I am cycling to raise money for the fantastic UK based chaity Macmillan Cancer Support. Big thanks to everyone who has sponsored me so far! Justgiving is a quick, easy and secure way to donate online. See my other fundraising page, specific to the Macmillan organized part of the trip

Sunday, 19 September 2010

lovely lostness in lanquin

Wow, such a long time since I was last online, have been happily lost in the valley of Lanquin for the last month, painting again yay, and slowing down to a lovely even deeper level of peacefulness, camping under the shade and rain shelter of the trees alongside the river that sweeps through past El Retiro hostel, where the heavy afternoon rains and dodgy electricity make it virtually impossible to get online, great to be free of the web, apart from worrying the couple of folk back home who seemed to think I´d disappeared completely! The toilet door quote from where the wild things live fits perfectly (correct title han lily amelie?).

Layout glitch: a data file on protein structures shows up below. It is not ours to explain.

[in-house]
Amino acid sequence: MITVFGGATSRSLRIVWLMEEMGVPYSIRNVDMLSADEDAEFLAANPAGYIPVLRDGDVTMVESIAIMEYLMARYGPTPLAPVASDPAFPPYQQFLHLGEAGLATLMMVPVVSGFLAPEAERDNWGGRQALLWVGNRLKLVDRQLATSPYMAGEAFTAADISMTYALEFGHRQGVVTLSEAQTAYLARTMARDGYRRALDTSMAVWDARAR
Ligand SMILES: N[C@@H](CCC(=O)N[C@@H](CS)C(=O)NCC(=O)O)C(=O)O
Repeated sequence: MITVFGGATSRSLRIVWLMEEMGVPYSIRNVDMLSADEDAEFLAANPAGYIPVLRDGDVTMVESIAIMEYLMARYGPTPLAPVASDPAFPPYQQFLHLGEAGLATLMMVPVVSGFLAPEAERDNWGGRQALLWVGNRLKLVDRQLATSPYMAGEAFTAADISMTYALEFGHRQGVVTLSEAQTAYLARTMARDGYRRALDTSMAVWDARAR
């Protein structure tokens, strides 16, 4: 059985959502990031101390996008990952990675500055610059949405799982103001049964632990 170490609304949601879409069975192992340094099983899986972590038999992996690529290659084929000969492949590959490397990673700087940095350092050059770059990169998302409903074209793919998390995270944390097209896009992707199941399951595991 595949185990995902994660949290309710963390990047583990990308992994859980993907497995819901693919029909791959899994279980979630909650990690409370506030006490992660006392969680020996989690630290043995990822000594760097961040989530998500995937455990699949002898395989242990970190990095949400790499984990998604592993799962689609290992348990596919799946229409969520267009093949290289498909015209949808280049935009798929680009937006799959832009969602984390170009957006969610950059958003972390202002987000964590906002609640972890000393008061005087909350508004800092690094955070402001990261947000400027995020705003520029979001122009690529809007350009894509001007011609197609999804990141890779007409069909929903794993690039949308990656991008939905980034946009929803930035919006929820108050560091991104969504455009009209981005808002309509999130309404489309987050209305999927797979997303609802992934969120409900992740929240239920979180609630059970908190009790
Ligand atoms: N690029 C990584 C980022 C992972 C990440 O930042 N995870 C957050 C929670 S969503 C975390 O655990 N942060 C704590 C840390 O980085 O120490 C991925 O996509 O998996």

and second wow, what a lot of things have passed in this last month where to start, maybe with a list again seeing as there's been so many new things I don´t know where to start and yet at the same time how slow lazy and relaxing life has felt...
so hmm, newness, new things...

loads of new people for sure, especially Israelis who made up about 80% of the hotel guests and was fascinating experience for me to learn a bit about their country... for example how they have compulsory national service for men 3 years and women 2 years and they are proud to do it... also that an Israeli stamp in the passport means you cannot travel in Muslim countries so many people choose not to stamp it. Along with the Israelis El Retiro is a really busy hostel in general, each day from about 4pm on confused backpackers spill out from shuttle buses and are bombarded with cries of all the hostel choices, a cattle market Josue the bar manager calls it. Many of them filter into El Retiro, and the majority are gone in a day or two after doing the tours to the famous Semuc Champey pools and caves. But then you get the longer term folk, the artisans and slow travelers like me (! after tumbling into Lanquin (me and panniers came flying off Peggy on the rocky downhill , and with three punctures on the back tire and a bleeding elbow I took a lift for the final 5km into the village, propped up on top of a pile of sacks in the back of the truck with some very amused but also sympathetic local folk!)